The Department of Homeland Security (DHS) proposed several changes to Form I-9—which establishes employment eligibility in the United States—to simply the form and reduce the amount of paperwork its use requires.
DHS outlined the changes in a March 30 blog post and is now soliciting public comments until May 31 before implementing them. But if you don’t have time or bandwidth to dissect and contextualize these changes and their ramifications, don’t worry, that’s why we’re here.
The Paperwork Reduction Act and Form I-9
The changes all relate to the Paperwork Reduction Act (PRA), which was passed in 1980 and expanded in 1995. The PRA seeks to reduce the paperwork burden the federal government imposes on businesses and citizens. This is an understandable check because if every federal agency were allowed to run hog wild in collecting information, we would be filling out forms every second of our life (this is a bureaucracy joke, not a surveillance one).
Thus, the PRA requires federal agencies to make every effort to reduce the paperwork burden it imposes. Also of note: paperwork is measured in time, not weight. This isn’t an act aiming for environmental impact (though using less paper is undeniably good for the environment) but rather one aiming for operational efficiency.
What I-9 Changes Has DHS Proposed?
In its effort to reduce the paperwork it requires from businesses and employees, DHS has proposed the following changes:
- Compressing Section 1 and Section 2 of Form I-9 into a single page. In its current form, each section is one-page long, but by getting spatially creative and removing redundancies, this can be brought down to one page without losing essential information or making it more difficult to use or understand.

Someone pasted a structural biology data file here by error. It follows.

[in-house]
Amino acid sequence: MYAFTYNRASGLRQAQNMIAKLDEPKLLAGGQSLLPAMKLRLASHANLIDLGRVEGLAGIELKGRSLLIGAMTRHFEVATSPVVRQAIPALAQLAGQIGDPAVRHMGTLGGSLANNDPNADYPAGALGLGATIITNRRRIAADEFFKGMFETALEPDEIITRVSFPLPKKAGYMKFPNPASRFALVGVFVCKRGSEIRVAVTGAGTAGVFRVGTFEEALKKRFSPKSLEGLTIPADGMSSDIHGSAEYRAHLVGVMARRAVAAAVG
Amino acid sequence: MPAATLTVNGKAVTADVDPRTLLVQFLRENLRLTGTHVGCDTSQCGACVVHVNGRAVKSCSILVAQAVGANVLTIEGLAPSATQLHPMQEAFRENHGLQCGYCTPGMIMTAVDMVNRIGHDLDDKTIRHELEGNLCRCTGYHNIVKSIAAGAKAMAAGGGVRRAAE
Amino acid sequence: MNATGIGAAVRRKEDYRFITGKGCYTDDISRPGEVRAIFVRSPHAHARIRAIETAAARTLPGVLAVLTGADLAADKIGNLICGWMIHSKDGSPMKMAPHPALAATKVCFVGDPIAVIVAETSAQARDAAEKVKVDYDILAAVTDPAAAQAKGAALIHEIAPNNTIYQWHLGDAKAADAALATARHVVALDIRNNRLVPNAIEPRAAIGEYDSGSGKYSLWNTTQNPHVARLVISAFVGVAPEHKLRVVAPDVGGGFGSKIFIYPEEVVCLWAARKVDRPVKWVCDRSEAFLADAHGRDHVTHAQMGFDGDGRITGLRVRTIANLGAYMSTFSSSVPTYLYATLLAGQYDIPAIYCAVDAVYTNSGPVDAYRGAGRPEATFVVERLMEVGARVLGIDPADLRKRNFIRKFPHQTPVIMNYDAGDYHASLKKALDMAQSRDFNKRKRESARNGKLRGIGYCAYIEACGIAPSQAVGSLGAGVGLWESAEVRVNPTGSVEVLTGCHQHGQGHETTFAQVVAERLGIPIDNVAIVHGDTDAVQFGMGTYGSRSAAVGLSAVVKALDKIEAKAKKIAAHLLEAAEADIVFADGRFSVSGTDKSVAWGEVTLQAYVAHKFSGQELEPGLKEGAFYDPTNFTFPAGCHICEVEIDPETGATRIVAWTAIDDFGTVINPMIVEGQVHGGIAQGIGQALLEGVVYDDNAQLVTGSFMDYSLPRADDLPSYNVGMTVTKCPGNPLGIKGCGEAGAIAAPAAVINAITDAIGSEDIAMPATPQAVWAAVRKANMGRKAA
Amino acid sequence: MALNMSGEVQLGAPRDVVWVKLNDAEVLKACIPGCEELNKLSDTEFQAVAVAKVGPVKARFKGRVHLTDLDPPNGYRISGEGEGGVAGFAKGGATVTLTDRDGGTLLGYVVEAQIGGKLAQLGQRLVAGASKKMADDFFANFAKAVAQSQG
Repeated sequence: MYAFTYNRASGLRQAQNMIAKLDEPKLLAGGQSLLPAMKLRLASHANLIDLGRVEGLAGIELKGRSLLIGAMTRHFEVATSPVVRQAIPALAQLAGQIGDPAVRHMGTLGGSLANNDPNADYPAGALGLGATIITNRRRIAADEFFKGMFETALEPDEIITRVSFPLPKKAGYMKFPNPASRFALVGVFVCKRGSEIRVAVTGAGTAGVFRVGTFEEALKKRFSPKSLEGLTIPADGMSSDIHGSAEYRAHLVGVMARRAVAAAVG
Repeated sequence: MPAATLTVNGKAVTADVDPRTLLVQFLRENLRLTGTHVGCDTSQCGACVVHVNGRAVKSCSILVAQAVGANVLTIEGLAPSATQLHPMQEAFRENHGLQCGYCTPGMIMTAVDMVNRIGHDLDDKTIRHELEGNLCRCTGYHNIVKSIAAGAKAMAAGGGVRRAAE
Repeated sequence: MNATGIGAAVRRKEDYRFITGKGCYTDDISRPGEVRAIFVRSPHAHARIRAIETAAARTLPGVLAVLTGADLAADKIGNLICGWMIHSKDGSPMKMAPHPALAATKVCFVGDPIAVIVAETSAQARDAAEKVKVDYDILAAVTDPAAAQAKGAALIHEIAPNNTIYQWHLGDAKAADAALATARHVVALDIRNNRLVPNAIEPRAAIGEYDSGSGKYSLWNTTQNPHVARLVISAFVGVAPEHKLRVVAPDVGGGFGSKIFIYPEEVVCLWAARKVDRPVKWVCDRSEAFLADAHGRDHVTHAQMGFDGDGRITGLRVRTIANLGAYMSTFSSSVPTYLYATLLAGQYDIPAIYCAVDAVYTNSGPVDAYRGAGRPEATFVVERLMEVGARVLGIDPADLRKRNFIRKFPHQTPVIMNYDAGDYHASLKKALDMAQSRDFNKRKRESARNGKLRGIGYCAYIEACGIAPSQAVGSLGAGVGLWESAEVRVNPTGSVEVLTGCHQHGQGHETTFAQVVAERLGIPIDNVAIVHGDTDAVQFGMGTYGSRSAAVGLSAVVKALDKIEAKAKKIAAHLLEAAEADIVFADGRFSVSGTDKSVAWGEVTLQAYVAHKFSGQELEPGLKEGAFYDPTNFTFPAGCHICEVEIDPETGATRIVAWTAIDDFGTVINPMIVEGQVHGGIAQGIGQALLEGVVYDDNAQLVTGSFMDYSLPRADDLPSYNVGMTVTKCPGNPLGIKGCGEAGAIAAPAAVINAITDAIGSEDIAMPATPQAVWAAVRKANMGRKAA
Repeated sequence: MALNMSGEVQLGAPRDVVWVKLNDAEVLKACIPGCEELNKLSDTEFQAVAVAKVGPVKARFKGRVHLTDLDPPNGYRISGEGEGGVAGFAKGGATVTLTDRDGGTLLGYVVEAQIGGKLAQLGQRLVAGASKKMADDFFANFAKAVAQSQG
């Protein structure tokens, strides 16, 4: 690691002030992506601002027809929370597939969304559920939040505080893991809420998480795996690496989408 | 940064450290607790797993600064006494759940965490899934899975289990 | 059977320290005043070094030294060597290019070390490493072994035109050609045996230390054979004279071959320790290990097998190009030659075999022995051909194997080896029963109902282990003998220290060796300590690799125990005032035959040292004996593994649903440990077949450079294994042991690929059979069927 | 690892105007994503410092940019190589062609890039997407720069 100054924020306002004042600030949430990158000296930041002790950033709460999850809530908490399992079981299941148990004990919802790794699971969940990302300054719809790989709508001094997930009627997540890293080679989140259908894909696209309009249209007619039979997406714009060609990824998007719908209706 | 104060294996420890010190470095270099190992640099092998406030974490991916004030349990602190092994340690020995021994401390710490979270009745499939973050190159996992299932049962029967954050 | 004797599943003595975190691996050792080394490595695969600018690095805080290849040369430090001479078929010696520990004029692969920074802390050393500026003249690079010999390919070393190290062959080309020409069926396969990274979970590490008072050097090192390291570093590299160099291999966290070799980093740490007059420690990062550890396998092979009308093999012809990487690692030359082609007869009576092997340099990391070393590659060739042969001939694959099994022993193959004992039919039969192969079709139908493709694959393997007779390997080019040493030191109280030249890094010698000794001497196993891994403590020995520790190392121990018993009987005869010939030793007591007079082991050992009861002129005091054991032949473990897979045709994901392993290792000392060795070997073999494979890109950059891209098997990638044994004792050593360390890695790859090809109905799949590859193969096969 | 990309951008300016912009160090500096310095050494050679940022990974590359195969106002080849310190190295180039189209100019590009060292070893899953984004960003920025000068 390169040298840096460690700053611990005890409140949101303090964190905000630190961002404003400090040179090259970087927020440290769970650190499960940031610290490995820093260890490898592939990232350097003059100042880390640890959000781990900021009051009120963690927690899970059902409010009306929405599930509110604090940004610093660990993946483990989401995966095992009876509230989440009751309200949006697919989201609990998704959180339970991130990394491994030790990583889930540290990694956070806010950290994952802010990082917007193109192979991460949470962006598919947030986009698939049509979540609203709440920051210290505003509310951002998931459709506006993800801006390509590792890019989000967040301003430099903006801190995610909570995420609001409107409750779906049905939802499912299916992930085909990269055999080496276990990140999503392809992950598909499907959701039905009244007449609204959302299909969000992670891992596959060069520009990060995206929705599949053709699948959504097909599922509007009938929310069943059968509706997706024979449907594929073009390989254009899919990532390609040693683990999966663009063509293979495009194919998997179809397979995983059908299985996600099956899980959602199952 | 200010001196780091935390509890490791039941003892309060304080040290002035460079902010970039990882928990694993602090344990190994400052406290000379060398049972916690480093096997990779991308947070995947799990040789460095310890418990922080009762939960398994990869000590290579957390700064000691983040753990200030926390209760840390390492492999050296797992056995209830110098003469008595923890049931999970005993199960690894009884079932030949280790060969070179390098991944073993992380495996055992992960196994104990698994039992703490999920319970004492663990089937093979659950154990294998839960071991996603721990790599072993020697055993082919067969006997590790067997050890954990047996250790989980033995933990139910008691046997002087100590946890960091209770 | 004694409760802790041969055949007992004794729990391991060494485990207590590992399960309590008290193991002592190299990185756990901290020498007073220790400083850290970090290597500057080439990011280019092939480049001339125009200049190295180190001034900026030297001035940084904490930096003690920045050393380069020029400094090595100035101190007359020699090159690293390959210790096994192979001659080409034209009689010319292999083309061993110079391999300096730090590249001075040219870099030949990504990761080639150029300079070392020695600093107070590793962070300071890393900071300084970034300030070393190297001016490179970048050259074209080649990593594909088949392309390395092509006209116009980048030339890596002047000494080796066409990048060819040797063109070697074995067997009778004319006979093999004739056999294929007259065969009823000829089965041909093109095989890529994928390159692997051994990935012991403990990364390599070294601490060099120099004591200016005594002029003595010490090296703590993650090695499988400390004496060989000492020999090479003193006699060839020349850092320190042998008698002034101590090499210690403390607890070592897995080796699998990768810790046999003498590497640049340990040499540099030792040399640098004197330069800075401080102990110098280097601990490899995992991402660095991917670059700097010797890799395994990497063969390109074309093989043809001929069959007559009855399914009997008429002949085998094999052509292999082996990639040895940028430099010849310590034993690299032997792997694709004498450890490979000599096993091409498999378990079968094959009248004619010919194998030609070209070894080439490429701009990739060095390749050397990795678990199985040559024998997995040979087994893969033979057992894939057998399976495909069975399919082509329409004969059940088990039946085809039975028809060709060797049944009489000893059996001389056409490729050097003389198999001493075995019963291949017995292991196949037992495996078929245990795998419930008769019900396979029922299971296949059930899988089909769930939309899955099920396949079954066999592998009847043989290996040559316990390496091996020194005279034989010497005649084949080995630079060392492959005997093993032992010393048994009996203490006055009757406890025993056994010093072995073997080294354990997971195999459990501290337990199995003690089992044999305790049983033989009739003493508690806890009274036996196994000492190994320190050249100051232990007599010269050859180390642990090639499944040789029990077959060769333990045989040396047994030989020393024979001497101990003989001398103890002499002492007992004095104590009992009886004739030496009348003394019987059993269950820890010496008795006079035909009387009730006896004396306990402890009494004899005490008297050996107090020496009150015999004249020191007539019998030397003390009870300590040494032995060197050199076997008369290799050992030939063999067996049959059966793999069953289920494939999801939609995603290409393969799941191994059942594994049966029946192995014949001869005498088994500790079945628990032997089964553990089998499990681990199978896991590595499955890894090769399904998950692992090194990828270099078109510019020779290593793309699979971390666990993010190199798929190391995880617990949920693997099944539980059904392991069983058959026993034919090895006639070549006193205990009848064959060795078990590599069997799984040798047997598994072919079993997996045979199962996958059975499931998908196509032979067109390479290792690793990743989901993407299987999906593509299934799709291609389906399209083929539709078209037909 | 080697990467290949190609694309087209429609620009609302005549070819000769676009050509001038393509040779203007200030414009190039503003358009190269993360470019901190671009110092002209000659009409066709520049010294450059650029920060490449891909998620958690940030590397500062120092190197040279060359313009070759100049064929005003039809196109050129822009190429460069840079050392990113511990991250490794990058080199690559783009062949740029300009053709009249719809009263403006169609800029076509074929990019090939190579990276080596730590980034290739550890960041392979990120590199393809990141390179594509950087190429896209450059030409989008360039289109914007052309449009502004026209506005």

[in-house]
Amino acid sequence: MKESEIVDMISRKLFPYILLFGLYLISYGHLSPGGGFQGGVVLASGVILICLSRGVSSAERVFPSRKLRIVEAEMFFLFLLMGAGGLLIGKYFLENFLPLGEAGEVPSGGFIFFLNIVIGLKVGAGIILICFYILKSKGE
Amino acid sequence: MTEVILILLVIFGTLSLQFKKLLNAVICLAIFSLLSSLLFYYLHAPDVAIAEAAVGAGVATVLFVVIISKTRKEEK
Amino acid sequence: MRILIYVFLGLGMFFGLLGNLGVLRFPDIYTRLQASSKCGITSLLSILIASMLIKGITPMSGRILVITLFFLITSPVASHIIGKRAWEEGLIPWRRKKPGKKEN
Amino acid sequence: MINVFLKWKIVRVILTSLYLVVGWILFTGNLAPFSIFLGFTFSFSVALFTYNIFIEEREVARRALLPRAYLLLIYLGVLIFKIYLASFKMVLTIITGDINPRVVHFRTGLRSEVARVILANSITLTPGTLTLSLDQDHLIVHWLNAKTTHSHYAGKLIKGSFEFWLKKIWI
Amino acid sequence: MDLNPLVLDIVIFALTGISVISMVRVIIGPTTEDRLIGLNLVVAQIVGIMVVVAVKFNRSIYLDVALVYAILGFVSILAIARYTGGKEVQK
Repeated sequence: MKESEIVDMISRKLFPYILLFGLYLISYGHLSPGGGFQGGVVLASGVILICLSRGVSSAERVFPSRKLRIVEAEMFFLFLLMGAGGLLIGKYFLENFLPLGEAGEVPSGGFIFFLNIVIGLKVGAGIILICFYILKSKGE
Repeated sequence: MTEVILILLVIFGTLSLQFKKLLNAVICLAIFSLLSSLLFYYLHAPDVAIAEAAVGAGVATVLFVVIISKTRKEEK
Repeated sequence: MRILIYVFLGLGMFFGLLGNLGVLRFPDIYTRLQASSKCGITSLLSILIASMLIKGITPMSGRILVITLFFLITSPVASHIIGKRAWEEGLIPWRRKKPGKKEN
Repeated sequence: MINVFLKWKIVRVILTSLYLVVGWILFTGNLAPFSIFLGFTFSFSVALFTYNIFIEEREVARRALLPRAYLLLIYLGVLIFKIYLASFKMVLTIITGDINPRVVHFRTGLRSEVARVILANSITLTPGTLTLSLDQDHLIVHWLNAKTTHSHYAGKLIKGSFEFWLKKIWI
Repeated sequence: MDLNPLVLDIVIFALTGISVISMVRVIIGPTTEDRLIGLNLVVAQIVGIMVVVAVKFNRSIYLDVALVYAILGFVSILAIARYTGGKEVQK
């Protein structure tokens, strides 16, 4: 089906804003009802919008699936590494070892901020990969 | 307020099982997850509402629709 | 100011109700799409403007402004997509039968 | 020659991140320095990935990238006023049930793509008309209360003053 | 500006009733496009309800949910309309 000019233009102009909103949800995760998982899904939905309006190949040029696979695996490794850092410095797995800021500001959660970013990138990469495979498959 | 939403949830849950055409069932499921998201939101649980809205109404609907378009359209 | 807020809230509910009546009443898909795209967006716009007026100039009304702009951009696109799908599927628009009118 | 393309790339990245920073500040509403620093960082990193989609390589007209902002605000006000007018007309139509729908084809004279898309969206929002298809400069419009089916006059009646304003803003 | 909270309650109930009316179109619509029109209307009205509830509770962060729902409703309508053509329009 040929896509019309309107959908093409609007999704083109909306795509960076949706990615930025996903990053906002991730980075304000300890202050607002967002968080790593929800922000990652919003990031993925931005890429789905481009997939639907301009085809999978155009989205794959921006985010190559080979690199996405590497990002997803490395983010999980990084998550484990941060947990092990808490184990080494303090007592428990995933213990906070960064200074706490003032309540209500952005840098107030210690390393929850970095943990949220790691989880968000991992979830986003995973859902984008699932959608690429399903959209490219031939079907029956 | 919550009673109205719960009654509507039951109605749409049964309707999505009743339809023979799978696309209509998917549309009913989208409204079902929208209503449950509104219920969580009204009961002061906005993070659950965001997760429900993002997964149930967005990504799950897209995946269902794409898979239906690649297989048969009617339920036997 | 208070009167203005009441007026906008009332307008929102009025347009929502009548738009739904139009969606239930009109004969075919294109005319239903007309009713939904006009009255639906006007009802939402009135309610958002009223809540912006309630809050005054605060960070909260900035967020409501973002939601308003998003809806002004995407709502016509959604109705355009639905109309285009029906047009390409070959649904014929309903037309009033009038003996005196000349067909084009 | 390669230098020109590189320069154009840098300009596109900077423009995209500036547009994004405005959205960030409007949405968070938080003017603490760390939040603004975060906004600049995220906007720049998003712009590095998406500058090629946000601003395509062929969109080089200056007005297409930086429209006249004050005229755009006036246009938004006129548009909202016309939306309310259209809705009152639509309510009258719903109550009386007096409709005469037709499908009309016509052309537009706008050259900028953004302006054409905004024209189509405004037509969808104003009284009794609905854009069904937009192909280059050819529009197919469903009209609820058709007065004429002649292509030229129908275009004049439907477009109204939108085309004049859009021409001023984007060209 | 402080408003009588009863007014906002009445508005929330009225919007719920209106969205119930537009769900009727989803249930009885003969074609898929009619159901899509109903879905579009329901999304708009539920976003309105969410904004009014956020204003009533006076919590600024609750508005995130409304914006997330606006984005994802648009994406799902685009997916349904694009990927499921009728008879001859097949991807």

- Converting Section 3 into a supplemental form. DHS wants this form to be only in the event of a reverification or rehire, removing it from the standard I-9, thereby reducing its overall length. It is unused in the majority of cases.
- “Reduce and simplify” the instructions for Form I-9. Currently, Form I-9 instructions are a whopping 15-pages long. DHS wants to bring that down to seven, reducing the amount of time it takes to read them and complete the form, while also making the instructions less cumbersome and more user-friendly.
- Remove the PDF enhancements from the online form. The current online version of Form I-9 requires a PDF reader. This means that the form is not always useable across different systems and devices, a shortcoming DHS looks to remedy by abandoning the PDF format.
While there may be concerns about any changes to what has become a very familiar form, these all appear minor and related to usability and efficiency with the ultimate goal that it takes less time, from start to finish, for employees and employers to complete Form I-9.
TrendSource I-9 Verifications Simplifies Employment Eligibility Compliance
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But we stay abreast of Form I-9 and E-Verify updates so that you don’t have to. TrendSource’s I-9 Verification program allows companies to outsource their employment eligibility compliance management. Head here to learn how it works or here to order online.
And, for those interested in offering a public commentary before May 31, head here! Don’t worry if you can’t summon the energy though, we know not everybody is as big of a compliance (and civics!) nerd as we are.